Understanding the Total Picture

In the search for the best pressure safety solution the considerations are often limited to the initial cost of the investment of the pressure relief device. Additional or hidden costs are often overlooked in the initial selection phase. The total cost of ownership for equipment, including pressure safety devices, needs to include Capital Processing Equipment Expenses (CAPEX), installation and maintenance costs, cost of spare parts, downtime and costs related to personnel training and management of change. As legislation will require the pressure relief valve to be regularly calibrated and checked for proper performance, the related downtime and handling needs to be budgeted for. Where unanticipated or underestimated costs are surfacing, alternative system improvements can be made to reduce the relevant maintenance costs and operational impacts. Cost-optimization is indeed an ongoing exercise without jeopardizing quality and the level of required safety.

Where the initial investment cost may be reasonable, extensive maintenance efforts due to, for example corrosion of critical items such as pressure relief valves may be a shocking reality.

Furthermore, the loss of product/media through leaking pressure relief valves and resulting corrosion of critical downstream equipment may also dramatically increase production costs whilst stretching the running cost of the process as well as putting a continuous load on the emergency handling system (flare, scrubbers, etc.).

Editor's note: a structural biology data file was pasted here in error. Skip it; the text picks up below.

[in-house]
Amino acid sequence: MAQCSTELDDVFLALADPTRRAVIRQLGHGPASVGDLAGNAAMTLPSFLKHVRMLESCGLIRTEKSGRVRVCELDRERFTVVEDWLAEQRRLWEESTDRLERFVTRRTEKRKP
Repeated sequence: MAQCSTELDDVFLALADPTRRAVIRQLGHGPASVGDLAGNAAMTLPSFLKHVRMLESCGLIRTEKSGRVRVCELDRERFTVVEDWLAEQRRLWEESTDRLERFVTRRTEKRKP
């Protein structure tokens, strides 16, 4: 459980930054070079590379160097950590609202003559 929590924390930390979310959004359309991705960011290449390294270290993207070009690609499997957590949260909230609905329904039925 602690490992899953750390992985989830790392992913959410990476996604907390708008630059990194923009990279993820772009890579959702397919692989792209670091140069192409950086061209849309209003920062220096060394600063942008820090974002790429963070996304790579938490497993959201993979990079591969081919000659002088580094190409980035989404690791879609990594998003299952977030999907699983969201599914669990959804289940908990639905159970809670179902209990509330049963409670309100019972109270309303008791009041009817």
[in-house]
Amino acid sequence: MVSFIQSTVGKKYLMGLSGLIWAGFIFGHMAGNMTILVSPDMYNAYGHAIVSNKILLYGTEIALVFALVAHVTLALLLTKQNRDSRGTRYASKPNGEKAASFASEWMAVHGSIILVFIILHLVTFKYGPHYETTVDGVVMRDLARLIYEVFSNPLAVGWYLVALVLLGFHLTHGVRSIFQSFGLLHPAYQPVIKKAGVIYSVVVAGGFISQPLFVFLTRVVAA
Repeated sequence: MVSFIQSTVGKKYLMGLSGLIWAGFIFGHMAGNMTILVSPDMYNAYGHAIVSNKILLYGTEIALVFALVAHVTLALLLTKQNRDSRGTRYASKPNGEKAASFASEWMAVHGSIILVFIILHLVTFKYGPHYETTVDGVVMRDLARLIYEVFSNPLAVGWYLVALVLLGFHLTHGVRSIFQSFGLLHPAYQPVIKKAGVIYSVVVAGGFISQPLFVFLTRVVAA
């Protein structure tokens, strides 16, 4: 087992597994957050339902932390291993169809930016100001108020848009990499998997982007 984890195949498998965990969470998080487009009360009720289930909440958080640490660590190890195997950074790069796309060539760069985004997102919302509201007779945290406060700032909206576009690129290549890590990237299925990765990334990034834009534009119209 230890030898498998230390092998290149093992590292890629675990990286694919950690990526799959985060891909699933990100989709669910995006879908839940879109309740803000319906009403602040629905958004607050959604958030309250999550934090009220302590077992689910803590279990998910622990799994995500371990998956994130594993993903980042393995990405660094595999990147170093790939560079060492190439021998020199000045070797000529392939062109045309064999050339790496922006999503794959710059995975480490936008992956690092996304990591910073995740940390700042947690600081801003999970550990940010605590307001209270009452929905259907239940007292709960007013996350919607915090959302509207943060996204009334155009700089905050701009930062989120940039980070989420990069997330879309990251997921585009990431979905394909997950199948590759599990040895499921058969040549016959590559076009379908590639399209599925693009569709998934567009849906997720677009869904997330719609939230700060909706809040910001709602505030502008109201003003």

The Solution – Pressure Relief Valve Protection

The combination of rupture discs and pressure relief valves offers an ideal solution for many situations in the industry where cost of ownership is an issue. The upstream installation of rupture discs at the inlet of pressure relief valves provides a physical isolation where the corrosion of the valve internals whilst also eliminating any product leakage to the atmosphere.

Furthermore, through the presence of the upstream rupture disc, in-situ testing of the pressure relief valve can be applied. By introducing a small amount of pressurized media (nitrogen) into the interspace created between the rupture disc and the pressure relief valve seat, the correct lifting of the valve – and therefore its correct set pressure – can be verified. This will eliminate the need to shut down the process entirely, as well as allow for the intervention to be reduced to minutes instead of days.

The combination of a rupture disc with pressure (or safety) relief valve is a recognized industrial solution, described in the leading global engineering and safety standards such as API, ASME and European PED legislation. Hundreds of industry users have, over past decades applied this successfully, whereas renowned engineering houses have implemented this as a standard solution. A large amount of demanding applications has been successfully addressed by using this solution.


The total cost of ownership of many production plants can be controlled through the inventive use of rupture discs and pressure relief valves in combination. Not only can initial investments be reduced, without jeopardizing the system safety level, but maintenance costs, downtime and spare parts can also benefit from the smart use of these readily available standard products. Fike’s ValveGuard offers the widest array of benefits to the industry, helping conscientious stakeholders to keep their operating costs under control whilst improving the overall safety of their processing plants.